We actually workshopped my story that day, and I could feel a kind of wind blowing through my
personal story and opening up the potential to transform my work and bring my story to another level
that is both personal and archetypal. I often get questions about fact and fiction. My treatise came from
her that day. Barbara Kingsolver told us that fact in fiction has to be even more true than non-fiction.
So, my facts in my novel are carefully researched and crafted to inspire confidence in my story and the
lessons from the river.

Q: What advice would you give to young people who want to get involved in activism but feel impulsive and
potentially violent responses, ala Earth in Mind, are the only ways to have their message seen and heard?

LR: The Earth in Mind kids are based both on my personal experience as a young activist and what I imagine young activists must be feeling these days. As the issues facing us loom larger and larger, there is
either a radical desire to blow things up or a retreat into apathy and denial. I actually can’t really imagine
what it must be like for young activists, especially those working on climate change issues. When I was
young, I wanted to save the whales! Back then, things were manageable, with outcomes that were
possible and backed by values that were inherently good. Now we find ourselves facing the
unimaginable on a scale that we have no way of referencing and outcomes that seem impossible. I love
these kids and their wide-open, hopeful, adrenaline-fueled ideas. They are both tough and vulnerable at
the same time. I’m sure when my character Martin was younger he was like them, so having him as a
kind of pissed-off mentor works for them. Also, the invincibility and righteousness of youth helps
illustrate the radical nature of this kind of activism. Sure, it’s wild and risky, but in some ways it is familiar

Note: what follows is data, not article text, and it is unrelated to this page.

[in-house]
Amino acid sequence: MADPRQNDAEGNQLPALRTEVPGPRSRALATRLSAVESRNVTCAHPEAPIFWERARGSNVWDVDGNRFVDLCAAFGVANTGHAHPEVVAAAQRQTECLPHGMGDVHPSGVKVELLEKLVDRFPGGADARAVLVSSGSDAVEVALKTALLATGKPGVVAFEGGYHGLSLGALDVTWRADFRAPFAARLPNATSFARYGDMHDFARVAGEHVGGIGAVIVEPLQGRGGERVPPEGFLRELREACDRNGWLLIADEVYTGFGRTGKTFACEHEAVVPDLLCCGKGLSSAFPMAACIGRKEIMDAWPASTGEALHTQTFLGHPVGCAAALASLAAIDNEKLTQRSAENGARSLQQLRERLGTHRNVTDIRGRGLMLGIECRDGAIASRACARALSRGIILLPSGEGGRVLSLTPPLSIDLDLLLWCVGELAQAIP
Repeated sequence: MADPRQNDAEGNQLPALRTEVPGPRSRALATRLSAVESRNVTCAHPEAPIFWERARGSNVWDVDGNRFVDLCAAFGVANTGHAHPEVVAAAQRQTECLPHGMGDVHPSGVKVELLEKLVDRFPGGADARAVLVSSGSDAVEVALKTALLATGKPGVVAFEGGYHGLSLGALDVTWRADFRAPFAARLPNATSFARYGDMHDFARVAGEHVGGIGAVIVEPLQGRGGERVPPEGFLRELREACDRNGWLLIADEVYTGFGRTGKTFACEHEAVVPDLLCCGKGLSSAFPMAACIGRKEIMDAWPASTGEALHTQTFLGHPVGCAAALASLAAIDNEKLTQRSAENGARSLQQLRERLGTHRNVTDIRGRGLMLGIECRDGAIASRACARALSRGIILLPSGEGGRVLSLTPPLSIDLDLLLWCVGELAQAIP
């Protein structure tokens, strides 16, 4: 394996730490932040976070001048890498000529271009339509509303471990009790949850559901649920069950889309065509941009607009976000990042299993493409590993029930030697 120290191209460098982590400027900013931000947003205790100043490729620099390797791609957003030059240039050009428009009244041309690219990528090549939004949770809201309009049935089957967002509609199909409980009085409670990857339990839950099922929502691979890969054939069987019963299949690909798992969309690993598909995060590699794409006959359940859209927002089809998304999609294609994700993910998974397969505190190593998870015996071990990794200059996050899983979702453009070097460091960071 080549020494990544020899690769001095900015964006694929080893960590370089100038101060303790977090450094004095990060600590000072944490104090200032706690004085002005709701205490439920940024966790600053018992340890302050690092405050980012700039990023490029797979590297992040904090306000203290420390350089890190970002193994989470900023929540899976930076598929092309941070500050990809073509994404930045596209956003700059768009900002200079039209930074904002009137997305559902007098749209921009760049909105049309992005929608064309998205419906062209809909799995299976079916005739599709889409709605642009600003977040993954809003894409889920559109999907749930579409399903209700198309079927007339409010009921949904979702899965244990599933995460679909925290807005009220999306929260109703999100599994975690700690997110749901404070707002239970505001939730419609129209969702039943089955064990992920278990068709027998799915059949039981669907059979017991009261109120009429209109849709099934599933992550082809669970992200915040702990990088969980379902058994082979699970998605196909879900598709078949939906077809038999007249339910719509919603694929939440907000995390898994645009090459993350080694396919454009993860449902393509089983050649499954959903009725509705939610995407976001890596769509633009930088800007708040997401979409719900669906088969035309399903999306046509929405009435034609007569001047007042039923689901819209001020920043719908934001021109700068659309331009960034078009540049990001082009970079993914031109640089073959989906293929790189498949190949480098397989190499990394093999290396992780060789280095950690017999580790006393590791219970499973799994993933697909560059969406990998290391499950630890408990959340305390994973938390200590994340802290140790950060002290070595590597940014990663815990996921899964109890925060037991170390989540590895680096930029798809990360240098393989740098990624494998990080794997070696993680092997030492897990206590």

to a lot of us and helps to remind us of our own wild and sometimes risky desires.

There are a lot of ways young people are engaging issues these days that are both radical and safe. I
used a book in my classes called Blessed Unrest by Paul Hawken. In that book, he describes the NGOs of
the world as the immune system of the planet. I loved teaching this book and really giving my students
something to build their confidence. It’s a great way of stepping outside of our national political
system and identity into a more global, comprehensive sense of identity as activists. These days with the
saturation of information on social media, the pull on our attention has reached epic proportions. At the
same time, it is giving us all access to images, stories, and actions that are happening beyond our national
borders. My sense is that as that evolves, the importance and ineptness of our national political system
will become more evident and less of a hindrance to good global policies and NGOs committed to
mitigating devastating loss. I do think that young people will be drawn to that, and we can all rest in the
possibilities of the strengthening of that “immune system.”

Q: Jess references the doublespeak of the state, “woody biomass” as code for the forest, as a way of misleading
the public. Martin then goes on to claim, “This is a time when people are too scared, too easily swayed to see
only what they are shown and not to question it.” How do you see this truth playing out in the world today? Is
this relegated just to ecological issues, or did you want to make a larger political statement, i.e. conservative vs.
liberalism, with this claim?

LR: Considering I wrote this line more than 12 years ago, it strikes me as both sad and spooky how relevant
it is today. I have to say that as I was working through my most recent revision, I was struck time and
time again with “now more than ever” when it comes to relevance and the points I was making.

Ironically, what we are seeing today with the devastation by wildfires in California does track back to the
fact that fire suppression practices have allowed a “woody biomass” to accumulate in western forests.
That, combined with record setting droughts and temperatures have led us to this point in history when
the forests become terrifyingly dangerous and hard to manage. What we are experiencing is a kind of
tipping point of denial and blame, layering of what is best practice for the forests onto what we can’t know
about human intervention. That said, the Indigenous people used fire as a tool with controlled burning